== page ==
For some reason, whether it was monetary, too much trouble or (most likely) that they simply just continue to hate each other’s guts, the band has announced that they will not play in any line-up at their hall induction. Kind of ironic when you consider that it was Simmons and Stanley (the only two original members still with the band) who have bemoaned the Hall for decades for not accepting them.

Over the years, original members of the band have written tell all books and released ho-hum records. Their induction was the one thing fans wanted most and the only thing that would make KISS relevant again. It’s sad to think that these guys can’t put aside their differences for just one night.

After finally getting their long overdue reward, wouldn’t it have been cool for KISS to put on an induction performance the likes of which have never been seen before? Maybe do it and then announce your retirement during your acceptance speech and seal the band’s legacy with the ultimate rock moment? Sadly, we’ll never get a chance to see anything now.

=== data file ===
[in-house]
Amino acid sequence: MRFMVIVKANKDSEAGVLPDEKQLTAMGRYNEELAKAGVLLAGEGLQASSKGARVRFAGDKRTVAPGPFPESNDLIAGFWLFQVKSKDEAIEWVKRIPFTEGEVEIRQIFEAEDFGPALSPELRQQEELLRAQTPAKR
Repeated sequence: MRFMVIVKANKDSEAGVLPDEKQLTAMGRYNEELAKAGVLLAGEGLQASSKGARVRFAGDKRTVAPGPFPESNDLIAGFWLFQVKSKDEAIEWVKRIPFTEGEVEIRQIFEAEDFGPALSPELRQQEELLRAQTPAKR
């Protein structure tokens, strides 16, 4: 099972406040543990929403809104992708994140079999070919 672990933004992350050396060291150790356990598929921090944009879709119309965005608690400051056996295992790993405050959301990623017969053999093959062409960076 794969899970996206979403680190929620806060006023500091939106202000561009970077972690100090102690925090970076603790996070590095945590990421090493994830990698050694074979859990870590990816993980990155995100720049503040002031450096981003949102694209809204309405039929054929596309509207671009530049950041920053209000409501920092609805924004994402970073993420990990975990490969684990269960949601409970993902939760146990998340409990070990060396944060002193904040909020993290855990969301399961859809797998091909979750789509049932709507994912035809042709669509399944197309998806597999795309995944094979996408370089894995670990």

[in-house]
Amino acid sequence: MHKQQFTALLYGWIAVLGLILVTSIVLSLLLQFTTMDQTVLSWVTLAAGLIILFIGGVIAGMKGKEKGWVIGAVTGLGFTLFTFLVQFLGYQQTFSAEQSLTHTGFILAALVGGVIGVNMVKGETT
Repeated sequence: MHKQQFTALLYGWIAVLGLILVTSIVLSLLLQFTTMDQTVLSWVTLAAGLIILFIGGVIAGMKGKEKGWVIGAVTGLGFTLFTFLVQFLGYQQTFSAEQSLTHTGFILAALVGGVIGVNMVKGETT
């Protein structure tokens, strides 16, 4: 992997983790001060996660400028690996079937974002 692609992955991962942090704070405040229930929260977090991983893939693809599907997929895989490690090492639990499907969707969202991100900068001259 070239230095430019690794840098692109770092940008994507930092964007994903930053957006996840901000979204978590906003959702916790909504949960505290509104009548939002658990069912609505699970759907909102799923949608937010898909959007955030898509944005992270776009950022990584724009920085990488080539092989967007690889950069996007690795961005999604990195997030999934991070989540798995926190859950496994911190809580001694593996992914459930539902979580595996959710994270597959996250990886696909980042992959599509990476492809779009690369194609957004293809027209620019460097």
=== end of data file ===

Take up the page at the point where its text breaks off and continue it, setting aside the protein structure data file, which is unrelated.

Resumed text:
Gene Simmons once declared that KISS is a band that’s unlike any other. In light of what the band has done to the legions of fans who finally got them into the Rock Hall of Fame, I’d say he got that right.

It’s A Miracle

WaterWineI was never one of those people who was really big into miracles but in light of this morning’s circumstances, I might have to reconsider.

Here in the northeast, we’ve just finished digging out of the latest winter storm. One that dropped another eight inches of snow on a tired area of the nation longing for spring relief. Anyone who says snow is beautiful has obviously spent more time riding a sleigh than standing behind a shovel, and I spent much of last evening doing the latter; digging and snow-blowing a manageable path to get my car out for work the next day.

As usual, I left my house at 5 am this morning. The drive in to work was just as it always is after a snow storm: a slippery mess. But I always try to be cautious when it comes to driving in snow/ice conditions. I even have one of those little indicator lights in my car that alerts me when the car is slipping around.